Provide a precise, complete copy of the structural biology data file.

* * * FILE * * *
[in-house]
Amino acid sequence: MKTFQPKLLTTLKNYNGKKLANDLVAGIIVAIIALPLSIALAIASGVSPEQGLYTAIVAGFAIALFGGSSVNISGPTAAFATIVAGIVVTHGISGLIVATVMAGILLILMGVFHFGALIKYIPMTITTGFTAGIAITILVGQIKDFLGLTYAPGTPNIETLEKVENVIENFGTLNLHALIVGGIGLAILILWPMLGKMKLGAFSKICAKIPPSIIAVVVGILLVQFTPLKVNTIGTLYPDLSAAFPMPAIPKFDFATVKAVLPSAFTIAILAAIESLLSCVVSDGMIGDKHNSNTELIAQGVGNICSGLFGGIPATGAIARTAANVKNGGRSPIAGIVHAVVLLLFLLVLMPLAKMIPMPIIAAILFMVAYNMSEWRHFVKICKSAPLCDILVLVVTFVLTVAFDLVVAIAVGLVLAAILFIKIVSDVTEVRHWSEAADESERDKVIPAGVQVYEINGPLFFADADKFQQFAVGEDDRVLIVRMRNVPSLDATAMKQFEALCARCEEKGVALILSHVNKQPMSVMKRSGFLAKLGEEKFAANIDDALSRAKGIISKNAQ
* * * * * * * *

[in-house]
Amino acid sequence: MKTFQPKLLTTLKNYNGKKLANDLVAGIIVAIIALPLSIALAIASGVSPEQGLYTAIVAGFAIALFGGSSVNISGPTAAFATIVAGIVVTHGISGLIVATVMAGILLILMGVFHFGALIKYIPMTITTGFTAGIAITILVGQIKDFLGLTYAPGTPNIETLEKVENVIENFGTLNLHALIVGGIGLAILILWPMLGKMKLGAFSKICAKIPPSIIAVVVGILLVQFTPLKVNTIGTLYPDLSAAFPMPAIPKFDFATVKAVLPSAFTIAILAAIESLLSCVVSDGMIGDKHNSNTELIAQGVGNICSGLFGGIPATGAIARTAANVKNGGRSPIAGIVHAVVLLLFLLVLMPLAKMIPMPIIAAILFMVAYNMSEWRHFVKICKSAPLCDILVLVVTFVLTVAFDLVVAIAVGLVLAAILFIKIVSDVTEVRHWSEAADESERDKVIPAGVQVYEINGPLFFADADKFQQFAVGEDDRVLIVRMRNVPSLDATAMKQFEALCARCEEKGVALILSHVNKQPMSVMKRSGFLAKLGEEKFAANIDDALSRAKGIISKNAQ